The DC-8 was officially announced in July 1955. Four versions were offered to begin with, all based on the same 150 ft 6 in (45.9 m) long airframe with a 141 ft 1 in (43 m) wingspan, but varying in engines and fuel capacity, and with maximum weights of about 120-130 tons (109-118 tonnes). Douglas steadfastly refused to offer different fuselage sizes. The maiden flight was planned for December 1957, with entry into revenue service in 1959. Well aware that they were lagging behind Boeing, Douglas began a major push to market the product.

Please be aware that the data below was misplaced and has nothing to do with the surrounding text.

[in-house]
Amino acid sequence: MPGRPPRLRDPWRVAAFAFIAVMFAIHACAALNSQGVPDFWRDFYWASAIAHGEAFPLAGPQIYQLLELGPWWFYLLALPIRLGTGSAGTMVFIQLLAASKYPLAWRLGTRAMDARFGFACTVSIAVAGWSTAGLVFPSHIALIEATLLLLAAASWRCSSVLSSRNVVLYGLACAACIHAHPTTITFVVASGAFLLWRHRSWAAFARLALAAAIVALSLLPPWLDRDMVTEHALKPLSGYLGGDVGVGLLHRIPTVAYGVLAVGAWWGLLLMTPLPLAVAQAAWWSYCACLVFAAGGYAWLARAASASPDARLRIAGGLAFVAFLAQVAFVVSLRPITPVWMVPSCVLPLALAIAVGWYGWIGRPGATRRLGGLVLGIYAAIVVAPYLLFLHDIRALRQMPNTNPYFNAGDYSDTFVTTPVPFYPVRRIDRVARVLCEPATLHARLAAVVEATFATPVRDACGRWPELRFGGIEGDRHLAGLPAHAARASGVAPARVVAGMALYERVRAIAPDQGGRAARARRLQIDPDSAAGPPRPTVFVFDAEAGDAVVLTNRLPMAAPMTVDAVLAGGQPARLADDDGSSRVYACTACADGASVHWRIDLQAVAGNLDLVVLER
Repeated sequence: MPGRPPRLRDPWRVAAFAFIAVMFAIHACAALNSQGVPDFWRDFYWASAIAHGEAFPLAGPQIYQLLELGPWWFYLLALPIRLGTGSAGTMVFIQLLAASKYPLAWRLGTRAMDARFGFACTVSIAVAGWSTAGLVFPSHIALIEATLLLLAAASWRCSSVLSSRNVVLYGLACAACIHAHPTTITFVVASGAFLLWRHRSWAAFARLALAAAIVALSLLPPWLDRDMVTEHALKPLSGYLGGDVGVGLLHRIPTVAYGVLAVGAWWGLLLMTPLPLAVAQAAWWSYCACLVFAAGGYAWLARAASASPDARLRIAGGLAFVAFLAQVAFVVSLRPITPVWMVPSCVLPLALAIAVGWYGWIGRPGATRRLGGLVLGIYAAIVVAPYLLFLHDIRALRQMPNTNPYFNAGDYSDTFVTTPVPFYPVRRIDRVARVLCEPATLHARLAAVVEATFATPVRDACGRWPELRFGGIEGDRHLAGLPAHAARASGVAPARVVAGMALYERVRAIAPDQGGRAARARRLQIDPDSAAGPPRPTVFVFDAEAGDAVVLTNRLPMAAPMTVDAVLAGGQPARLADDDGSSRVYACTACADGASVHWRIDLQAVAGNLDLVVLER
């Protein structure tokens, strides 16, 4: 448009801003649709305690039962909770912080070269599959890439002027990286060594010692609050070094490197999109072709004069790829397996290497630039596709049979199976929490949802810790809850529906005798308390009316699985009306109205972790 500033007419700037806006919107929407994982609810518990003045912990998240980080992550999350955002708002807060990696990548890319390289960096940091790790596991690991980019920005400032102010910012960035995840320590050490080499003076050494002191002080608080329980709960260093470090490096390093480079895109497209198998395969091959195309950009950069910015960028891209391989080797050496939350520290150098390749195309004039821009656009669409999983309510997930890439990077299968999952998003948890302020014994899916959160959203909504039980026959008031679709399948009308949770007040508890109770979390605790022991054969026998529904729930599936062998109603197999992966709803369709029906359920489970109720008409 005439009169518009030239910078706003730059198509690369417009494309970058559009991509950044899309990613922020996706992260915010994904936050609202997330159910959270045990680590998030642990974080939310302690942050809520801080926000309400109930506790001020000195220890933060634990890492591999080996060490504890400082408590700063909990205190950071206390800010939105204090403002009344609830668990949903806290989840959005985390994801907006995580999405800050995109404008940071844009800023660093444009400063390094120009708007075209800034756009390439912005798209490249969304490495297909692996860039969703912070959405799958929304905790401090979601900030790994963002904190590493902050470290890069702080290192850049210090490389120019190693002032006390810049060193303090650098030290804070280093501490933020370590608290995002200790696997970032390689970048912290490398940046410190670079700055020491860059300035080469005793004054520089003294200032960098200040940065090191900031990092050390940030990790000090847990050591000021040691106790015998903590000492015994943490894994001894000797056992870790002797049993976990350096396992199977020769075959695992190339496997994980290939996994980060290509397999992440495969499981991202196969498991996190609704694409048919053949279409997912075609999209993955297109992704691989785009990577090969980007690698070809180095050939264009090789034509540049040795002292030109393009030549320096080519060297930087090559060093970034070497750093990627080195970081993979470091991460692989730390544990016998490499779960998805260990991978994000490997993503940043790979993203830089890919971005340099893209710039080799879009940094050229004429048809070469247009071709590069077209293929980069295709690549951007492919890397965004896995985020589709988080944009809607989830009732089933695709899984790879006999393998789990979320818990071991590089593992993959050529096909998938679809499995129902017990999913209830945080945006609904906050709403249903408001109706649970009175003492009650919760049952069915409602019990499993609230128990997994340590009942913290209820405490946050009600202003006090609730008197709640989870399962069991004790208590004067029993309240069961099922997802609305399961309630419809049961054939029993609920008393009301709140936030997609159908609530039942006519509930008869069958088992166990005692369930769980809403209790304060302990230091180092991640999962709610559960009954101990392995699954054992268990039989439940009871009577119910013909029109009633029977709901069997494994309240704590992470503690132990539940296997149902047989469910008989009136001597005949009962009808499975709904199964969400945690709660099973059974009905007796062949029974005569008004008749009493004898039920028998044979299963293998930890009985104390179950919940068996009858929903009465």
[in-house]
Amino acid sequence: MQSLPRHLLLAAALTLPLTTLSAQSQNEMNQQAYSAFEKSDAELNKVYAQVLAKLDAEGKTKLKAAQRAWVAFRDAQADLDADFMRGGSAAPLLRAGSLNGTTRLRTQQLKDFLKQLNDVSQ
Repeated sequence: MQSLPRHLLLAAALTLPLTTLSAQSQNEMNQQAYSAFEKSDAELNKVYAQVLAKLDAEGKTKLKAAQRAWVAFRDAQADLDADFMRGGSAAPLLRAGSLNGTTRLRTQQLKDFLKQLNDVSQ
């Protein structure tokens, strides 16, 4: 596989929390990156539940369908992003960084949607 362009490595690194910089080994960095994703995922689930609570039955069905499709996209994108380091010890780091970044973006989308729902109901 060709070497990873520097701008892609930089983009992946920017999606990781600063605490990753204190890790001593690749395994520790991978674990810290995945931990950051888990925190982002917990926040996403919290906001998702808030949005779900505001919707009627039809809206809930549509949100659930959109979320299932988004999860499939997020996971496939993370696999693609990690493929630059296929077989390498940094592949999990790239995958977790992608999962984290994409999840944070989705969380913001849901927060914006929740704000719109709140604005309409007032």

At the time, Douglas' previous thinking about the airliner market seemed to be coming true; the transition to turbine powered looked likely to be one to turboprops rather than turbojets. The pioneering 40–60-seat Vickers Viscount was already in service and proving enormously popular with both passengers and airlines: it was much faster, quieter and more comfortable than piston-engined types. Another British aircraft, the 90-seat Bristol Britannia, was establishing a fine reputation, and Douglas's main rival in the large, piston-engined passenger aircraft market, Lockheed, had committed to the short/medium range 80–100-seat turboprop Electra, with a launch order from American Airlines for 35 and other major orders flowing in. Meanwhile the Comet remained grounded, the French 90-passenger twin jet Sud Aviation Caravelle prototype had just flown for the first time, and the 707 was not expected to be available until late 1958. The major airlines were reluctant to commit themselves to the huge financial and technical challenge of jet aircraft. On the other hand, no-one could afford not to buy jets if their competitors did.